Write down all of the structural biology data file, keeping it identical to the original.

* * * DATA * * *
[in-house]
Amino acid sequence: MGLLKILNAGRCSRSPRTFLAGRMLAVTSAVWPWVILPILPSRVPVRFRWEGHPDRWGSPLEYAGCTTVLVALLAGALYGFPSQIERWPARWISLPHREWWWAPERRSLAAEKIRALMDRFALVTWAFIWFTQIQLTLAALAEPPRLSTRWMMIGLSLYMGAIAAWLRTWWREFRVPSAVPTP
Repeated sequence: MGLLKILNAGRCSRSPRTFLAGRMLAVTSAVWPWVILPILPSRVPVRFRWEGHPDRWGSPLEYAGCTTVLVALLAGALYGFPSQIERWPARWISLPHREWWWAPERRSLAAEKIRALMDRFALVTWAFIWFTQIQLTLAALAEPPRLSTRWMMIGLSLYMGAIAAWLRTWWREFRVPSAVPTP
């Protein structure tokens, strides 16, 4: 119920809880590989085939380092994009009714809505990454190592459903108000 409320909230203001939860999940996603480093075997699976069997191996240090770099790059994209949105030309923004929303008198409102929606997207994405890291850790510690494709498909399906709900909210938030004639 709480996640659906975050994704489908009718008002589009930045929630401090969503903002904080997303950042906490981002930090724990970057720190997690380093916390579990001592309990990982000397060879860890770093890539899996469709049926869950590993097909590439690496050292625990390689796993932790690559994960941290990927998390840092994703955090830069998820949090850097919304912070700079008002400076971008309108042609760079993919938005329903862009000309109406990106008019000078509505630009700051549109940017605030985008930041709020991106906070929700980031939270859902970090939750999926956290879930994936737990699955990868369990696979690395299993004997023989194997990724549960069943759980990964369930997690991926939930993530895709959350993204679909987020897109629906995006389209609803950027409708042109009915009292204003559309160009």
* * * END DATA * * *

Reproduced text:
[in-house]
Amino acid sequence: MGLLKILNAGRCSRSPRTFLAGRMLAVTSAVWPWVILPILPSRVPVRFRWEGHPDRWGSPLEYAGCTTVLVALLAGALYGFPSQIERWPARWISLPHREWWWAPERRSLAAEKIRALMDRFALVTWAFIWFTQIQLTLAALAEPPRLSTRWMMIGLSLYMGAIAAWLRTWWREFRVPSAVPTP
Repeated sequence: MGLLKILNAGRCSRSPRTFLAGRMLAVTSAVWPWVILPILPSRVPVRFRWEGHPDRWGSPLEYAGCTTVLVALLAGALYGFPSQIERWPARWISLPHREWWWAPERRSLAAEKIRALMDRFALVTWAFIWFTQIQLTLAALAEPPRLSTRWMMIGLSLYMGAIAAWLRTWWREFRVPSAVPTP
């Protein structure tokens, strides 16, 4: 119920809880590989085939380092994009009714809505990454190592459903108000 409320909230203001939860999940996603480093075997699976069997191996240090770099790059994209949105030309923004929303008198409102929606997207994405890291850790510690494709498909399906709900909210938030004639 709480996640659906975050994704489908009718008002589009930045929630401090969503903002904080997303950042906490981002930090724990970057720190997690380093916390579990001592309990990982000397060879860890770093890539899996469709049926869950590993097909590439690496050292625990390689796993932790690559994960941290990927998390840092994703955090830069998820949090850097919304912070700079008002400076971008309108042609760079993919938005329903862009000309109406990106008019000078509505630009700051549109940017605030985008930041709020991106906070929700980031939270859902970090939750999926956290879930994936737990699955990868369990696979690395299993004997023989194997990724549960069943759980990964369930997690991926939930993530895709959350993204679909987020897109629906995006389209609803950027409708042109009915009292204003559309160009």